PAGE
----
Potential biomedical applications
Terahertz photons are not energetic enough to break chemical bonds or ionize molecules / atoms, and therefore are harmless for living organisms, as opposed to higher energy photons such as x-rays and UV rays. THz radiation is not highly scattered in tissues (unlike optical emission). Besides, due to strong absorption of T-rays by water terahertz imaging can be a useful tool to investigate soft tissues. These unique properties of T-rays make them eligible for use in various medical applications, some of which hold enormous promise for certain aspects of diagnostics as described below.
Non-invasive technique for early detection of cancer
The most recent achievements in the field of medical imaging have dramatically enhanced the early detection and treatment of many pathological conditions. THz imaging systems can help detect the early cancer before it is visible or sensitive to any other identification means
The latest research aimed at examining terahertz properties on skin cancer, breast and colon cancer tissues discovered that refractive index and absorption coefficient of the tumor tissue are higher in comparison to the normal tissue. Such distinction is possible due to higher water content and structural changes that occur in carcinoma (e.g. increased cell and protein density observed in cells affected by disease). Terahertz pulse imaging technique is highly sensitive to water concentration (because of the latter attenuation) and therefore water absorption is evident in the terahertz properties measured for soft tissues, which explains the contrast seen between muscle and adipose tissue, for instance.
Consequently, T-ray images can distinguish between healthy tissue and basal cell carcinoma and therefore help in mapping the exact margins of tumors in earlier stages. (The most promising are such non-invasive terahertz imaging techniques as THz pulse imaging, THz time domain spectroscopy (TDS-THz), continuous wave terahertz (CW-THz), and other THz generation/detection methods).
RTHz Imaging: Biomedical Applications
Mark Stringer, Institute of Microwaves and Photonics, School of Electronic and Electrical Engineering, University of Leeds
Ex-vivo spectroscopy / imaging of tissues (biopsy)
By obtaining both frequency and time domain information, Teraherz imaging can ensure enhanced detection of cancer (and other inflammation areas), and provide sharper imaging and molecular fingerprinting. Each year millions of biopsies of breast tissues are required to compensate for uncertain, inaccurate or negligent diagnoses delivered by means conventional detection methods, which are not always impeccable.
Terahertz time-domain spectroscopy (TDS-THz) can breach the shortcomings of other medical diagnostics in rendering adequate images of the affected tissues or suspected areas. Many researchers confirm that at certain frequency range most tumors have lower absorption than normal tissues. The obvious conclusion here is that THz imaging can ‘distinguish’ the tumors (inflamed areas) from normal tissues. In addition to helping save human lives, such biopsies enhanced by T-ray spectroscopy saves a lot of time and efforts by reducing the number of second surgical procedures in breast and skin cancer treatment cases.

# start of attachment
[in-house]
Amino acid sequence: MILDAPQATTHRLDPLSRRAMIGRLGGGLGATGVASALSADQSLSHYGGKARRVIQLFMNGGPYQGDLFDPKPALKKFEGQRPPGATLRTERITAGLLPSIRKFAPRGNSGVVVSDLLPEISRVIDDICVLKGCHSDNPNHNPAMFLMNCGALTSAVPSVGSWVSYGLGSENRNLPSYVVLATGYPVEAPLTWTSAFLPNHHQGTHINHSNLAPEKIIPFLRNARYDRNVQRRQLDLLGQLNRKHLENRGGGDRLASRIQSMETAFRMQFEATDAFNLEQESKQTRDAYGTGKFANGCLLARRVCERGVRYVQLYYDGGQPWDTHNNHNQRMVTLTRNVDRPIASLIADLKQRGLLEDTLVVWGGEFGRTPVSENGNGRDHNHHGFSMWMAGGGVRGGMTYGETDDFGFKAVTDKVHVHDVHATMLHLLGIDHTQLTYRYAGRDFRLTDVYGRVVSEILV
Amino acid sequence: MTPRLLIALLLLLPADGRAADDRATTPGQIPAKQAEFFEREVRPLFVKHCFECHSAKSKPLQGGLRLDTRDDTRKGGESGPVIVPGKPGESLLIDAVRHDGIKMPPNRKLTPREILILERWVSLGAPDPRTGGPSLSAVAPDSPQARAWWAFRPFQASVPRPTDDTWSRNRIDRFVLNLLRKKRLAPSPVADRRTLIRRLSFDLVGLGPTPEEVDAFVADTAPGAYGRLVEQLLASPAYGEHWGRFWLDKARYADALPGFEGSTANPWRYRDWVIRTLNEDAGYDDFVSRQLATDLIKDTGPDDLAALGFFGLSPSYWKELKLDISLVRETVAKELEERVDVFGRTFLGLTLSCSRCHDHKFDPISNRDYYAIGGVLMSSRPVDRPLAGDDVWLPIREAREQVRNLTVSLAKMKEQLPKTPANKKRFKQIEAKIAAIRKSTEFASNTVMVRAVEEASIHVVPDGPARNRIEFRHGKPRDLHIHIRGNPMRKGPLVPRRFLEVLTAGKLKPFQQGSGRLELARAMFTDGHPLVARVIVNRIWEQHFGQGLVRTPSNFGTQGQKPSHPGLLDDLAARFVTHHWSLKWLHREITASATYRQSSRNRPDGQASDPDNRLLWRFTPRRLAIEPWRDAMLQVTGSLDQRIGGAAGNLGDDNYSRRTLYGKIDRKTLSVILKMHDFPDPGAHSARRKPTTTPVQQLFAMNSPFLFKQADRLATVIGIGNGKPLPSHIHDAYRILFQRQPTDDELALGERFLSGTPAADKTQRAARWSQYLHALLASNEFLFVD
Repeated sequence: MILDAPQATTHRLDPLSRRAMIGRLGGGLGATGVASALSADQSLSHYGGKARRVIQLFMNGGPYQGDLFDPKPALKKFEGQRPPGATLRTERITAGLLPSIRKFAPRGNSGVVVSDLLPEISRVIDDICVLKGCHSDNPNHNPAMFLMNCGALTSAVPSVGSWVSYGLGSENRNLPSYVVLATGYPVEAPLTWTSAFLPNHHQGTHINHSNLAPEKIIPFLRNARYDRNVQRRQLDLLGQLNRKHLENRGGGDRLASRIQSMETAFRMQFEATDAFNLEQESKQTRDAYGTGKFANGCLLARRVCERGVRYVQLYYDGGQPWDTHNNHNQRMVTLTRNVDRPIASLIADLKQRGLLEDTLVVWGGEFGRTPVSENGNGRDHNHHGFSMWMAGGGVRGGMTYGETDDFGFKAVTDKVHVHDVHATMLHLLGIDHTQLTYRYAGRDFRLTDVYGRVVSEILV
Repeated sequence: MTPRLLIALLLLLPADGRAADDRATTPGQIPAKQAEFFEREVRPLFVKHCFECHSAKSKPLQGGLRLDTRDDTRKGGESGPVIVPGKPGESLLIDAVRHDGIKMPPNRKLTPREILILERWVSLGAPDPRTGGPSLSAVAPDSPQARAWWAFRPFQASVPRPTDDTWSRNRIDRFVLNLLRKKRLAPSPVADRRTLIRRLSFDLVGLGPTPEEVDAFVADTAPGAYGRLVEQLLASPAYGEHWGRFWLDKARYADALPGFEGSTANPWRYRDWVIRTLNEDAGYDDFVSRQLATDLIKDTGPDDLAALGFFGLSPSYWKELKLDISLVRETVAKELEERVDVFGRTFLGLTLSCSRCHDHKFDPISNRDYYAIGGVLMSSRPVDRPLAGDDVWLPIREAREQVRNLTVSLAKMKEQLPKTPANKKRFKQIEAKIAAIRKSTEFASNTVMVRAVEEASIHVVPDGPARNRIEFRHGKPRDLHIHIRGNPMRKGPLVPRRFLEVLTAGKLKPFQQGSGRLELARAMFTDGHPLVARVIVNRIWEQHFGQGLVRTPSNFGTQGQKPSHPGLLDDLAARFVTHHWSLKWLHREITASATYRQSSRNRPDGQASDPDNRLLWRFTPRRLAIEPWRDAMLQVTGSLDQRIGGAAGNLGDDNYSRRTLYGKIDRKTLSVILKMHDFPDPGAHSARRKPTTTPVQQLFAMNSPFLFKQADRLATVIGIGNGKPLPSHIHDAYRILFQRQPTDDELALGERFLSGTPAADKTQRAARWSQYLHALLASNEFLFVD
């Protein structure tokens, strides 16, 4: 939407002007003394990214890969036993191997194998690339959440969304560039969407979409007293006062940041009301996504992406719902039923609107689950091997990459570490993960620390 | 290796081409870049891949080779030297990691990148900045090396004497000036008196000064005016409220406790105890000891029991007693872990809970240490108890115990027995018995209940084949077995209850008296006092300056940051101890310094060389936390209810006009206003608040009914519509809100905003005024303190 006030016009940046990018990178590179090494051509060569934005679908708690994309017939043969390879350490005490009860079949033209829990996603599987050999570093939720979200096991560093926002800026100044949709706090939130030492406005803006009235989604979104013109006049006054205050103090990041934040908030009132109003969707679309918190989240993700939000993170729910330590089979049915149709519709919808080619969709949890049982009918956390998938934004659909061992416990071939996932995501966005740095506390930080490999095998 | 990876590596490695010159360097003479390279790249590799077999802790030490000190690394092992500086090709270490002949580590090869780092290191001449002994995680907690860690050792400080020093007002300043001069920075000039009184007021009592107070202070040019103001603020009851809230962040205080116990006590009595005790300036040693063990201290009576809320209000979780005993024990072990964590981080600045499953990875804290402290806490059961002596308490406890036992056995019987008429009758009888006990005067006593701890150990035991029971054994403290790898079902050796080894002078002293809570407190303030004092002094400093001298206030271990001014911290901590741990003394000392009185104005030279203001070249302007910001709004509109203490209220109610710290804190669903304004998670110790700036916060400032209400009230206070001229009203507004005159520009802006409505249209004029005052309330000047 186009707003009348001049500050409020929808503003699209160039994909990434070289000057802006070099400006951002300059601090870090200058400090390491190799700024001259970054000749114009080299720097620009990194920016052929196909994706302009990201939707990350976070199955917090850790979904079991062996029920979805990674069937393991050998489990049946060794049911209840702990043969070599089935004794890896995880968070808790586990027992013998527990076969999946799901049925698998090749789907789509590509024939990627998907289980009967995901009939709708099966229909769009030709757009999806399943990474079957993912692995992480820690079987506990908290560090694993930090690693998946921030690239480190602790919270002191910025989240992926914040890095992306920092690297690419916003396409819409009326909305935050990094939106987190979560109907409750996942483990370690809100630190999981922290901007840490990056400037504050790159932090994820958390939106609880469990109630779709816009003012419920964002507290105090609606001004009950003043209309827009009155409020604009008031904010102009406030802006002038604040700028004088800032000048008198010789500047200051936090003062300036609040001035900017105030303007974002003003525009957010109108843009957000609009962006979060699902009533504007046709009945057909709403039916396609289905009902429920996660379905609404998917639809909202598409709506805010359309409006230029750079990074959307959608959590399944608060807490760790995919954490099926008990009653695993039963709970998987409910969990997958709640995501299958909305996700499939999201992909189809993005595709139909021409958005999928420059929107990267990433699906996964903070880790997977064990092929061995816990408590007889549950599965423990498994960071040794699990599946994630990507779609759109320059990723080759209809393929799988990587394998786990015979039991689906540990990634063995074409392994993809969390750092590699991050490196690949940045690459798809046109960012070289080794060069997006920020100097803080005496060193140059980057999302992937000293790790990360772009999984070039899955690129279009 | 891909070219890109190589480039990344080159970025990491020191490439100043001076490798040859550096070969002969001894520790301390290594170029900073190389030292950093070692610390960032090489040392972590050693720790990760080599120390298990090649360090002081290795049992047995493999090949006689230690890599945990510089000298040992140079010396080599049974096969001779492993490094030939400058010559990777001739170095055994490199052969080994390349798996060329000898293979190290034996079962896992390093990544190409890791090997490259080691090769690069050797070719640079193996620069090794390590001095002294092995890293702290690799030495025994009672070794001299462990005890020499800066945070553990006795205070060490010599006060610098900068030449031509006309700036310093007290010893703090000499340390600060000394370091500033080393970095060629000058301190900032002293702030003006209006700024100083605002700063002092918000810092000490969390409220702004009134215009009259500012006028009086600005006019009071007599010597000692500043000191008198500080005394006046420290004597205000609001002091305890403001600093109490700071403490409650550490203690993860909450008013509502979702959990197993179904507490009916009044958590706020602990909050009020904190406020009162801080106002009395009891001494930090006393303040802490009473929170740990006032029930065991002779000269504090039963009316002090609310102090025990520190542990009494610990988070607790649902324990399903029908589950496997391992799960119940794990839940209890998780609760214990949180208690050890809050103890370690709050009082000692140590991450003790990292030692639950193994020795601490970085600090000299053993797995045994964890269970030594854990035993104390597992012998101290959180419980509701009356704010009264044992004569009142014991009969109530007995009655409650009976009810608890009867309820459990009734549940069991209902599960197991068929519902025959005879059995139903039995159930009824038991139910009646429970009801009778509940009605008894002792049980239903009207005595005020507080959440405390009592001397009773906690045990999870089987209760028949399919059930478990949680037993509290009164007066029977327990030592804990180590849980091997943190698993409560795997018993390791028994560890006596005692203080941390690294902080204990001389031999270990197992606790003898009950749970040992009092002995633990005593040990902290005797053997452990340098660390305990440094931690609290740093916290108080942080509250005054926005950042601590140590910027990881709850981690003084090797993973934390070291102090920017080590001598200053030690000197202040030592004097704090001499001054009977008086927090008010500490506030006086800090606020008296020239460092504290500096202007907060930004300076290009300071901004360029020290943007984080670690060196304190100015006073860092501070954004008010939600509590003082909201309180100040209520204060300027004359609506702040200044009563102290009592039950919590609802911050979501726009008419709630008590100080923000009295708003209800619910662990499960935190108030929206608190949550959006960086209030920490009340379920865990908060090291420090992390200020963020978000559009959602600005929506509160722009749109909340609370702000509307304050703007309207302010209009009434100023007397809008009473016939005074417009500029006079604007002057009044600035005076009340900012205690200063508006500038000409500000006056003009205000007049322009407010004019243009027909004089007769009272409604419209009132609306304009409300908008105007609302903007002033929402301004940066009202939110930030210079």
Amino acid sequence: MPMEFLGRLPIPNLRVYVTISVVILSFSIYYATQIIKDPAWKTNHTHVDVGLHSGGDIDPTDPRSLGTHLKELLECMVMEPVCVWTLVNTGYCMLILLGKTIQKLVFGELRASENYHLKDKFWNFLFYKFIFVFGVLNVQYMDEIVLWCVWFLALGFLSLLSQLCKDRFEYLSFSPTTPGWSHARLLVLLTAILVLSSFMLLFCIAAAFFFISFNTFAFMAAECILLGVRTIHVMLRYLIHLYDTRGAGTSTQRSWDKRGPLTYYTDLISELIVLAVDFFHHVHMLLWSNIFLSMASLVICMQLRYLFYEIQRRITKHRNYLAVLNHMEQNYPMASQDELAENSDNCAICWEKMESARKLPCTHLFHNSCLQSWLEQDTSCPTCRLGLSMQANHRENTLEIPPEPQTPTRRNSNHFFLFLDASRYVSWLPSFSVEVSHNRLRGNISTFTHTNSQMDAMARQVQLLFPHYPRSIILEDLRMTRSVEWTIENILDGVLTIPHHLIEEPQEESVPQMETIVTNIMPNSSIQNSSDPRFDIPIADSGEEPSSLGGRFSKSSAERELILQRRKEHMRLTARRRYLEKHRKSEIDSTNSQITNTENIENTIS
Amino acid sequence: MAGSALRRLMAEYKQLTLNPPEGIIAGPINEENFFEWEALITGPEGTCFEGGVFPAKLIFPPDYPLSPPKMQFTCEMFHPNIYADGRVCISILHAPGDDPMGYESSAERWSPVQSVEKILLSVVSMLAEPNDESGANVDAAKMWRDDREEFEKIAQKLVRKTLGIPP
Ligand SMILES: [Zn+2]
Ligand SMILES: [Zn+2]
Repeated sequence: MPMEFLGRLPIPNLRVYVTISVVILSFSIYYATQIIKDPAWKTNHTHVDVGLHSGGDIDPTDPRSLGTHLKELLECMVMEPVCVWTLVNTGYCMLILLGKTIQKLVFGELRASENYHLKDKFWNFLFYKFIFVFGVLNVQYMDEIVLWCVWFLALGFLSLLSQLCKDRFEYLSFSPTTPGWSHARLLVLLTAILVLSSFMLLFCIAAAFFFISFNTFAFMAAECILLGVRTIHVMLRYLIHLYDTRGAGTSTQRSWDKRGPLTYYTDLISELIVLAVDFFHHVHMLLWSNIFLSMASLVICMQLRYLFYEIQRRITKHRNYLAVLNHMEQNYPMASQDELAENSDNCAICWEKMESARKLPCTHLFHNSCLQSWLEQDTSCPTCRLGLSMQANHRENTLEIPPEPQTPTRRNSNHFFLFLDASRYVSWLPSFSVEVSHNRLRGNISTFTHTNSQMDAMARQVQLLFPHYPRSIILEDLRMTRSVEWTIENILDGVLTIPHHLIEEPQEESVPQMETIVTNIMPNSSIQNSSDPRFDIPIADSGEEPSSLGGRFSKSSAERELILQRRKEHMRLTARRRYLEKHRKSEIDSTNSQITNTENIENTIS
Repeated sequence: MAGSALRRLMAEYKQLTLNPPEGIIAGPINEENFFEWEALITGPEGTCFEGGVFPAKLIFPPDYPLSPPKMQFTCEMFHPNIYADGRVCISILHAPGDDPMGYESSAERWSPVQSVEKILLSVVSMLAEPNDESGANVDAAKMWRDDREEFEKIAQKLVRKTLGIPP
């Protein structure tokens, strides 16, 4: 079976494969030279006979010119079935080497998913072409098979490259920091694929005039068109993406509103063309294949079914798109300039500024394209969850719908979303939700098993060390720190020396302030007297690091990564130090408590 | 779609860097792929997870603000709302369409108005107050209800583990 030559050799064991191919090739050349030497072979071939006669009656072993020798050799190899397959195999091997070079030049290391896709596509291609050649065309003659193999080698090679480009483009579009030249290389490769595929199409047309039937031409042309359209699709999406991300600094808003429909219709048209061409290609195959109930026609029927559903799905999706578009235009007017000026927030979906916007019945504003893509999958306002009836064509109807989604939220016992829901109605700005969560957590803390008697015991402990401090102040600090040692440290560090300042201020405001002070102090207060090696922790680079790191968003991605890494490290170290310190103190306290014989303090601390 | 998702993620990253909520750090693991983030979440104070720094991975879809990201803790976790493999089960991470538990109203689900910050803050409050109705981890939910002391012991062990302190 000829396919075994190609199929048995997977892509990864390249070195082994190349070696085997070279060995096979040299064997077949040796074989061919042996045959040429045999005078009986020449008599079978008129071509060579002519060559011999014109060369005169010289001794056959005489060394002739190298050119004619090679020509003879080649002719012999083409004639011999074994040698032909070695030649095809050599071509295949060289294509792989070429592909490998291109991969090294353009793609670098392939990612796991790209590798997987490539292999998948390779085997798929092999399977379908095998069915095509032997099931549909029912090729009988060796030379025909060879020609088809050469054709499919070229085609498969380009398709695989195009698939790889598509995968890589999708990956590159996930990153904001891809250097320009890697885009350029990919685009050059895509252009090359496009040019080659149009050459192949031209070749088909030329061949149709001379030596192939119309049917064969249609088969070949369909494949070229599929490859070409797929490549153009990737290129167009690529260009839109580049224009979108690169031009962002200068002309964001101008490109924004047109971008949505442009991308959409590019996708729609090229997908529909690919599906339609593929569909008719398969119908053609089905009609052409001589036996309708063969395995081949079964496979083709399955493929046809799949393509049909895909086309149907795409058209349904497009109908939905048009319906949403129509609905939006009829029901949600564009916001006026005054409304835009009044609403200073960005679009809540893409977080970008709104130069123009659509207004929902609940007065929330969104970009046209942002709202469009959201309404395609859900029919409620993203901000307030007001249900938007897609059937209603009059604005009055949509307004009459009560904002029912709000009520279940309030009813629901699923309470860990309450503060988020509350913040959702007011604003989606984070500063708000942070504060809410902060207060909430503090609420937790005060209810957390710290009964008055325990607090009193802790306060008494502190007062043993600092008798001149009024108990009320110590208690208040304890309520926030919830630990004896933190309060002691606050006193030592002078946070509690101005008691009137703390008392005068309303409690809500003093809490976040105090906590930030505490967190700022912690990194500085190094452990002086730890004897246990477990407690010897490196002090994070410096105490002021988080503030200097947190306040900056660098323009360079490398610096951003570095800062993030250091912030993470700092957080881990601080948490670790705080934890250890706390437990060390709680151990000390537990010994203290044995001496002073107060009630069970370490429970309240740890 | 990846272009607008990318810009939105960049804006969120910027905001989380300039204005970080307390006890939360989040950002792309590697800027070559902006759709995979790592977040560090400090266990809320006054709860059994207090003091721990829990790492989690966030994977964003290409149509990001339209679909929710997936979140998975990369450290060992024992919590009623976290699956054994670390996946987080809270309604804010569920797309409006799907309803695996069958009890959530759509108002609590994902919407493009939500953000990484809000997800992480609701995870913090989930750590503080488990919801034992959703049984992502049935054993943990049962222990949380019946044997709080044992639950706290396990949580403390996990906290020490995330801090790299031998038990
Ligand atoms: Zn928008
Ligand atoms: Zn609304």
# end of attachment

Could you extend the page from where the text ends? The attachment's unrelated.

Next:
One of the greatest biomedical potential of T-ray imaging is associated with Molecular spectroscopy for diagnostics, which is exponentially advanced and moved closer by the progress.
In-vivo examination of tissue via spectroscopy / imaging
Surgeons during a carcinectomy surgery -just to stay on the safe side — excise the tumor with an ample margin of healthy tissue surrounding it. Such playing-it-safe approach in surgery is often justified but costs dearly to patients and fires back on regeneration/recovery period.
Imaging in THz frequency range can be used to render a real-time imaging during surgical operations to avoid cutting off a lot of healthy tissue, and exclude leaving any part of carcinoma in a patient’s body. This in its turns considerably reduces the likelihood of the need for a repeated invasive operative intervention (s) in the future.
Terahertz imaging (especially THz Pulse Imaging (TPI) can show good contrast between different animal tissue types and, accordingly, can enhance the effectiveness of medical diagnostics and tangibly complement histological analysis. Such diagnostic is believed to allow obtaining the spectrum of each pixel in the image individually.
Please click to see picture «Contribution of THz technology in the future (10 years)» by National Institute of Information and Communication Technology, Japan